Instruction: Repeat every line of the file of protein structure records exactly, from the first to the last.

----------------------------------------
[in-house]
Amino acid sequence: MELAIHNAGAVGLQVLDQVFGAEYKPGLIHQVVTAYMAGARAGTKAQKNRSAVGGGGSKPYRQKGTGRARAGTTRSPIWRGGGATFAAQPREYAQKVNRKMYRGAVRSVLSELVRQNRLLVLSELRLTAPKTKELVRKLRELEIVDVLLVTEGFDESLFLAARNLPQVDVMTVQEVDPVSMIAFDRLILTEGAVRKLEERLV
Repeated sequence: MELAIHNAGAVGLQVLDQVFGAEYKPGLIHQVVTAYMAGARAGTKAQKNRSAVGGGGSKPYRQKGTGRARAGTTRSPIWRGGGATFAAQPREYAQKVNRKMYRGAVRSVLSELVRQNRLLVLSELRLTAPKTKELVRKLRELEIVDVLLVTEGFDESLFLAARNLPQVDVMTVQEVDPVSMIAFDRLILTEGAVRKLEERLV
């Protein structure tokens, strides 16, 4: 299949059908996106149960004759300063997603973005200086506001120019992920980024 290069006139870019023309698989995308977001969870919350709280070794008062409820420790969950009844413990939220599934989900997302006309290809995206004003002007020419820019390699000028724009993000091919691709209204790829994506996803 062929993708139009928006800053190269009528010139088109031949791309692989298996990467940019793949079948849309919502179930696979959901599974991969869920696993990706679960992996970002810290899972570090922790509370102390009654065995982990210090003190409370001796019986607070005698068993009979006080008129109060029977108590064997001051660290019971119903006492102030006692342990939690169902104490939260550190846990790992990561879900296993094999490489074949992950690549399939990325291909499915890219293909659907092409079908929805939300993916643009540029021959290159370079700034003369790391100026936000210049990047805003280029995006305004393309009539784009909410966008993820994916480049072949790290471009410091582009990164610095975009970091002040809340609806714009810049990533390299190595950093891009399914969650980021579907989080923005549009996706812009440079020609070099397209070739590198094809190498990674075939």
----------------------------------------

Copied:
[in-house]
Amino acid sequence: MELAIHNAGAVGLQVLDQVFGAEYKPGLIHQVVTAYMAGARAGTKAQKNRSAVGGGGSKPYRQKGTGRARAGTTRSPIWRGGGATFAAQPREYAQKVNRKMYRGAVRSVLSELVRQNRLLVLSELRLTAPKTKELVRKLRELEIVDVLLVTEGFDESLFLAARNLPQVDVMTVQEVDPVSMIAFDRLILTEGAVRKLEERLV
Repeated sequence: MELAIHNAGAVGLQVLDQVFGAEYKPGLIHQVVTAYMAGARAGTKAQKNRSAVGGGGSKPYRQKGTGRARAGTTRSPIWRGGGATFAAQPREYAQKVNRKMYRGAVRSVLSELVRQNRLLVLSELRLTAPKTKELVRKLRELEIVDVLLVTEGFDESLFLAARNLPQVDVMTVQEVDPVSMIAFDRLILTEGAVRKLEERLV
């Protein structure tokens, strides 16, 4: 299949059908996106149960004759300063997603973005200086506001120019992920980024 290069006139870019023309698989995308977001969870919350709280070794008062409820420790969950009844413990939220599934989900997302006309290809995206004003002007020419820019390699000028724009993000091919691709209204790829994506996803 062929993708139009928006800053190269009528010139088109031949791309692989298996990467940019793949079948849309919502179930696979959901599974991969869920696993990706679960992996970002810290899972570090922790509370102390009654065995982990210090003190409370001796019986607070005698068993009979006080008129109060029977108590064997001051660290019971119903006492102030006692342990939690169902104490939260550190846990790992990561879900296993094999490489074949992950690549399939990325291909499915890219293909659907092409079908929805939300993916643009540029021959290159370079700034003369790391100026936000210049990047805003280029995006305004393309009539784009909410966008993820994916480049072949790290471009410091582009990164610095975009970091002040809340609806714009810049990533390299190595950093891009399914969650980021579907989080923005549009996706812009440079020609070099397209070739590198094809190498990674075939």